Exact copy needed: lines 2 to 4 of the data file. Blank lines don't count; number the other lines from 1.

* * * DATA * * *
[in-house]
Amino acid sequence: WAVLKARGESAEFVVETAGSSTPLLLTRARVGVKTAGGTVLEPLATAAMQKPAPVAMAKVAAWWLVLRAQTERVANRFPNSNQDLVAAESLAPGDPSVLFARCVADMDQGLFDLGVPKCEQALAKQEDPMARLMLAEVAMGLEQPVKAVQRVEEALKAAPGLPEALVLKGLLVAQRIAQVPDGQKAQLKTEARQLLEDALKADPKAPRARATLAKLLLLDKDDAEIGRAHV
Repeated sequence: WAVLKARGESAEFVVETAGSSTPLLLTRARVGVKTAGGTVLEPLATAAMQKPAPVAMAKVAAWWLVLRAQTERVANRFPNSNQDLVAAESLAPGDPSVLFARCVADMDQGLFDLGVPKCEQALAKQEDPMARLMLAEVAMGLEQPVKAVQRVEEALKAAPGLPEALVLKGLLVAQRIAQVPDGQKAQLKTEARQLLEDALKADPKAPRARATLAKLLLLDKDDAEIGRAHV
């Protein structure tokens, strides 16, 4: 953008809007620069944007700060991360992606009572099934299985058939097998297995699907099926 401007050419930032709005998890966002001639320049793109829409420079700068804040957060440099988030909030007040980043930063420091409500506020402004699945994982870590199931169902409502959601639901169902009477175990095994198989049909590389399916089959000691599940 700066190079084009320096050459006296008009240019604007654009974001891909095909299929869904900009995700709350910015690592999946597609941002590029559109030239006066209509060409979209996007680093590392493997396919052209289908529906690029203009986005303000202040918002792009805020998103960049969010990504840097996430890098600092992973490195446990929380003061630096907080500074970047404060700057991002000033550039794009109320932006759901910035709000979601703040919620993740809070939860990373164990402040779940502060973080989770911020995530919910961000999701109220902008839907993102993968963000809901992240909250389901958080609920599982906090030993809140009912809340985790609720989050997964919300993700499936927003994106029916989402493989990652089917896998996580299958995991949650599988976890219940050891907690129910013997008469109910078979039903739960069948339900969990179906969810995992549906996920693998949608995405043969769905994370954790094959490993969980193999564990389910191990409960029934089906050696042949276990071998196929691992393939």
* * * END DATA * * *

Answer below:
Amino acid sequence: WAVLKARGESAEFVVETAGSSTPLLLTRARVGVKTAGGTVLEPLATAAMQKPAPVAMAKVAAWWLVLRAQTERVANRFPNSNQDLVAAESLAPGDPSVLFARCVADMDQGLFDLGVPKCEQALAKQEDPMARLMLAEVAMGLEQPVKAVQRVEEALKAAPGLPEALVLKGLLVAQRIAQVPDGQKAQLKTEARQLLEDALKADPKAPRARATLAKLLLLDKDDAEIGRAHV
Repeated sequence: WAVLKARGESAEFVVETAGSSTPLLLTRARVGVKTAGGTVLEPLATAAMQKPAPVAMAKVAAWWLVLRAQTERVANRFPNSNQDLVAAESLAPGDPSVLFARCVADMDQGLFDLGVPKCEQALAKQEDPMARLMLAEVAMGLEQPVKAVQRVEEALKAAPGLPEALVLKGLLVAQRIAQVPDGQKAQLKTEARQLLEDALKADPKAPRARATLAKLLLLDKDDAEIGRAHV
């Protein structure tokens, strides 16, 4: 953008809007620069944007700060991360992606009572099934299985058939097998297995699907099926 401007050419930032709005998890966002001639320049793109829409420079700068804040957060440099988030909030007040980043930063420091409500506020402004699945994982870590199931169902409502959601639901169902009477175990095994198989049909590389399916089959000691599940 700066190079084009320096050459006296008009240019604007654009974001891909095909299929869904900009995700709350910015690592999946597609941002590029559109030239006066209509060409979209996007680093590392493997396919052209289908529906690029203009986005303000202040918002792009805020998103960049969010990504840097996430890098600092992973490195446990929380003061630096907080500074970047404060700057991002000033550039794009109320932006759901910035709000979601703040919620993740809070939860990373164990402040779940502060973080989770911020995530919910961000999701109220902008839907993102993968963000809901992240909250389901958080609920599982906090030993809140009912809340985790609720989050997964919300993700499936927003994106029916989402493989990652089917896998996580299958995991949650599988976890219940050891907690129910013997008469109910078979039903739960069948339900969990179906969810995992549906996920693998949608995405043969769905994370954790094959490993969980193999564990389910191990409960029934089906050696042949276990071998196929691992393939």